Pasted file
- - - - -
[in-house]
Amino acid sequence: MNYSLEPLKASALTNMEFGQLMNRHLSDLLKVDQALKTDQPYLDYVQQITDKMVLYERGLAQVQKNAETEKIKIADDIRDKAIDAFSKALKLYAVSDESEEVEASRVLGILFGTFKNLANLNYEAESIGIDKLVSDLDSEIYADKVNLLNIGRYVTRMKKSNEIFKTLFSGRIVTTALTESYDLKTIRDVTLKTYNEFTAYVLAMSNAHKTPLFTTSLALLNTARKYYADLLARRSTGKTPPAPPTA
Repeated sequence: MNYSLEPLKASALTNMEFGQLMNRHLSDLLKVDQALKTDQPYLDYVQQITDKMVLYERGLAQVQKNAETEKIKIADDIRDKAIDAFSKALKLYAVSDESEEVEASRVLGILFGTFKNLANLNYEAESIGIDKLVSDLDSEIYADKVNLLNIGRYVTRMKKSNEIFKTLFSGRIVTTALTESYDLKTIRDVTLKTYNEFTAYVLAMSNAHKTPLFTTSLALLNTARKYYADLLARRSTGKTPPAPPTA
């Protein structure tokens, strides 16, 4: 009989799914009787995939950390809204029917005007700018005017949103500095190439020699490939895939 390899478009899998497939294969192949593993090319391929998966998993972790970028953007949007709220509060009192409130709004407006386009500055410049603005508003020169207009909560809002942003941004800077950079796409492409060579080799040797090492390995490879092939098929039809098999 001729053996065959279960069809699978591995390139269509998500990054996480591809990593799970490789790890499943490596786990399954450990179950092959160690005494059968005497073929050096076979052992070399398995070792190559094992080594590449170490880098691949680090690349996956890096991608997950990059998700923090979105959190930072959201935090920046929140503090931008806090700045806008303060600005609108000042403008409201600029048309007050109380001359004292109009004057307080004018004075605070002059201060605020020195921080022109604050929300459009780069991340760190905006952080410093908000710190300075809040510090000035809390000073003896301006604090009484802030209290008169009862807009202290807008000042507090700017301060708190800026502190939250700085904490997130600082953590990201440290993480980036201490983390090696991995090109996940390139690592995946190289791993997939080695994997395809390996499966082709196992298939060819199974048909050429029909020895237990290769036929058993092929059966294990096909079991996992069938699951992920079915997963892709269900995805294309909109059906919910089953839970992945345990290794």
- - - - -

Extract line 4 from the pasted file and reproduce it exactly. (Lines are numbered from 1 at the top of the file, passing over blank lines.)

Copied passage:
């Protein structure tokens, strides 16, 4: 009989799914009787995939950390809204029917005007700018005017949103500095190439020699490939895939 390899478009899998497939294969192949593993090319391929998966998993972790970028953007949007709220509060009192409130709004407006386009500055410049603005508003020169207009909560809002942003941004800077950079796409492409060579080799040797090492390995490879092939098929039809098999 001729053996065959279960069809699978591995390139269509998500990054996480591809990593799970490789790890499943490596786990399954450990179950092959160690005494059968005497073929050096076979052992070399398995070792190559094992080594590449170490880098691949680090690349996956890096991608997950990059998700923090979105959190930072959201935090920046929140503090931008806090700045806008303060600005609108000042403008409201600029048309007050109380001359004292109009004057307080004018004075605070002059201060605020020195921080022109604050929300459009780069991340760190905006952080410093908000710190300075809040510090000035809390000073003896301006604090009484802030209290008169009862807009202290807008000042507090700017301060708190800026502190939250700085904490997130600082953590990201440290993480980036201490983390090696991995090109996940390139690592995946190289791993997939080695994997395809390996499966082709196992298939060819199974048909050429029909020895237990290769036929058993092929059966294990096909079991996992069938699951992920079915997963892709269900995805294309909109059906919910089953839970992945345990290794």